Let $D$ be the (dense) domain of a symmetric (I think self-adjointness is not quite necessary, though for invoking a spectral theorem it would be) operator $T$ on a Hilbert space $V$ with $T\ge c\cdot 1$ for $c>0$. Define Sobolev-like norms $|v|_s=\langle T^s v,v\rangle$ for non-negative integer $s$, and let $H^s$ be the completion of $D$ with respect to $|\cdot|_s$. We claim that $H^{s+1}\to H^s$ is injective. It suffices to treat $s=1$.

Let $j:H^1\to H^0$ be the natural continuous linear map. Let $0\not=v\in H^1$. By density of $D$ in $H^1$, there is $w\in D$ such that $\langle v,w\rangle_1\not=0$. (Here we use the fact that there is an inner product $\langle,\rangle_1$ giving the norm $|\cdot|_1$.) Then $$ 0\not= \langle v,w\rangle_1 \;=\; \langle jv,Tw\rangle $$ Thus, $jv\not=0$.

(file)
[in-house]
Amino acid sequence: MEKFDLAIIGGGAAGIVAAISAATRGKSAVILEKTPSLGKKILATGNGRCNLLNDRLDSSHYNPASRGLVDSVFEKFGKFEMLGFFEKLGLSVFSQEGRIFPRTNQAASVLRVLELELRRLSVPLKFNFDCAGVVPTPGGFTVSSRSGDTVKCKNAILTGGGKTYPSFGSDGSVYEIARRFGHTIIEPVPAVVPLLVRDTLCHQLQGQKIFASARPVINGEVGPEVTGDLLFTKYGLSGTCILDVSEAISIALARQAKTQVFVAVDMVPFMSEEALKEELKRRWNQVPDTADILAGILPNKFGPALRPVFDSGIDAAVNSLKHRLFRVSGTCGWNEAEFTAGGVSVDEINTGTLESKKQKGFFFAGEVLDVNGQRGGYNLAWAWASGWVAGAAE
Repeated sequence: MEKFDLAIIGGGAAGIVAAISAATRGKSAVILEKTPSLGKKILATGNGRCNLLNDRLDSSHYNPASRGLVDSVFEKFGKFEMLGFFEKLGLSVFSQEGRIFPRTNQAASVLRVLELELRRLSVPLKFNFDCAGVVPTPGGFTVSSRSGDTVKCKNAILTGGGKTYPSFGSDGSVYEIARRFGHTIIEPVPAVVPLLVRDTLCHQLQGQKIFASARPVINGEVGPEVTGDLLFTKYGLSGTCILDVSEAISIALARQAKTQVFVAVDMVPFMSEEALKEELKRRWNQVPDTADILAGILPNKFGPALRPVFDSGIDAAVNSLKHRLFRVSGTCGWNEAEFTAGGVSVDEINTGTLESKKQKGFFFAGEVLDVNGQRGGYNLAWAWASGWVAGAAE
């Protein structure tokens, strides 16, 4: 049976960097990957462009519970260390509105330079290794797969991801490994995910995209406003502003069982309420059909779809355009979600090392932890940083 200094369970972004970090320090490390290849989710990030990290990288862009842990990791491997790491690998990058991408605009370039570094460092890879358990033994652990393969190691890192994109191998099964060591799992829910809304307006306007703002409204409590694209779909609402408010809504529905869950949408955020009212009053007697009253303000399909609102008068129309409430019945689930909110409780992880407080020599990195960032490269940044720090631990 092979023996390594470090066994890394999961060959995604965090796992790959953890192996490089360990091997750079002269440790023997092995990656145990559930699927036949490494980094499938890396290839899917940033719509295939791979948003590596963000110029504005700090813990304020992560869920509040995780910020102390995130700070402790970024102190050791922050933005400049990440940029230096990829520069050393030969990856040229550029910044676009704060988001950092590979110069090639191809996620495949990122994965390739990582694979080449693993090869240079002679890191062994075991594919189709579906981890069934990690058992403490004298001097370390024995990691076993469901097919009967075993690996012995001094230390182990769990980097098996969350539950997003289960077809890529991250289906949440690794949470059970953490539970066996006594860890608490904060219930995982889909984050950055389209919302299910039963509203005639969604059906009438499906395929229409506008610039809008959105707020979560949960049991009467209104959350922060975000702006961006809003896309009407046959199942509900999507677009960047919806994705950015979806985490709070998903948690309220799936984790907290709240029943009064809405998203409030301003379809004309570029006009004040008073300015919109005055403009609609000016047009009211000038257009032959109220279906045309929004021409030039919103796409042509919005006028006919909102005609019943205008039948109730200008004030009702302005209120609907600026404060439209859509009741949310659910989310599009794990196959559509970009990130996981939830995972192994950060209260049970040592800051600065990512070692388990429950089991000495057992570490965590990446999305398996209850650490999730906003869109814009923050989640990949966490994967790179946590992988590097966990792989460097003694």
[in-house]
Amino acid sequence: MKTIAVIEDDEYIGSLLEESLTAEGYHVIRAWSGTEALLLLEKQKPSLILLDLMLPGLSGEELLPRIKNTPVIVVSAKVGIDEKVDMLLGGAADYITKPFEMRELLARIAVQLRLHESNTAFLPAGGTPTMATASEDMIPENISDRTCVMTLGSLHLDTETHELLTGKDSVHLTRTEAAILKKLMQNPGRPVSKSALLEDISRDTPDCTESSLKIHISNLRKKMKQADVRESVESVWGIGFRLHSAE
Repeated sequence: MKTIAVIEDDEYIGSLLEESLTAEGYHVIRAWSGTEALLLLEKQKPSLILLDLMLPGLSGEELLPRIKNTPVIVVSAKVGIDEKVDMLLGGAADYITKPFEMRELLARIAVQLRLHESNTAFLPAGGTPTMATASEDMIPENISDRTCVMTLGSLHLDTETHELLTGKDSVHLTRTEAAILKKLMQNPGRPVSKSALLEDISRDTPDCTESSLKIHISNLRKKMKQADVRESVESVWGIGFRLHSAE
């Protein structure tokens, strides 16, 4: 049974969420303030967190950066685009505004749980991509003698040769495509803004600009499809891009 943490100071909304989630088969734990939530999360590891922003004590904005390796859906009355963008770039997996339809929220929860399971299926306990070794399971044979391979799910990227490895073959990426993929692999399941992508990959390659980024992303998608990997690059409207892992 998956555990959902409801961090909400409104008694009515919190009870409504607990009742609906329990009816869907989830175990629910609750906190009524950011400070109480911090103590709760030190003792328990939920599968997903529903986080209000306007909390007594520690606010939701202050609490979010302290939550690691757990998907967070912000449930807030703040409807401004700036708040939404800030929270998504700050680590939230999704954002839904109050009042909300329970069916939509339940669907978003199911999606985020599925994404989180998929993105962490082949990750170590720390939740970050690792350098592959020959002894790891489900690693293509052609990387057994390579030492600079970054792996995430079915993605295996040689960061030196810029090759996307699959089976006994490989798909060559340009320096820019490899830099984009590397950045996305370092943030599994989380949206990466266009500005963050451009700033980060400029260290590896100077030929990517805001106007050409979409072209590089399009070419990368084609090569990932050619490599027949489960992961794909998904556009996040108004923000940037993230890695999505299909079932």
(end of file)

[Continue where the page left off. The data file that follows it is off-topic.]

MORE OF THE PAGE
Also, I seem to recall that it is possible to easily make artificial but elementary counter-examples to the injectivity in the case of Banach spaces. But perhaps I mis-recall. Anyway, in practice, of course, we'd have other info to use to prove the injectivity on natural function spaces.

| cite | improve this answer | |
$\endgroup$
  • $\begingroup$ That's a reasonable argument, but my real question is in the case of negative indices. There are definitely counterexamples in the more general case. $\endgroup$ – user2379888 Aug 30 '19 at 0:18

Your Answer

By clicking “Post Your Answer”, you agree to our terms of service, privacy policy and cookie policy

Not the answer you're looking for? Browse other questions tagged or ask your own question.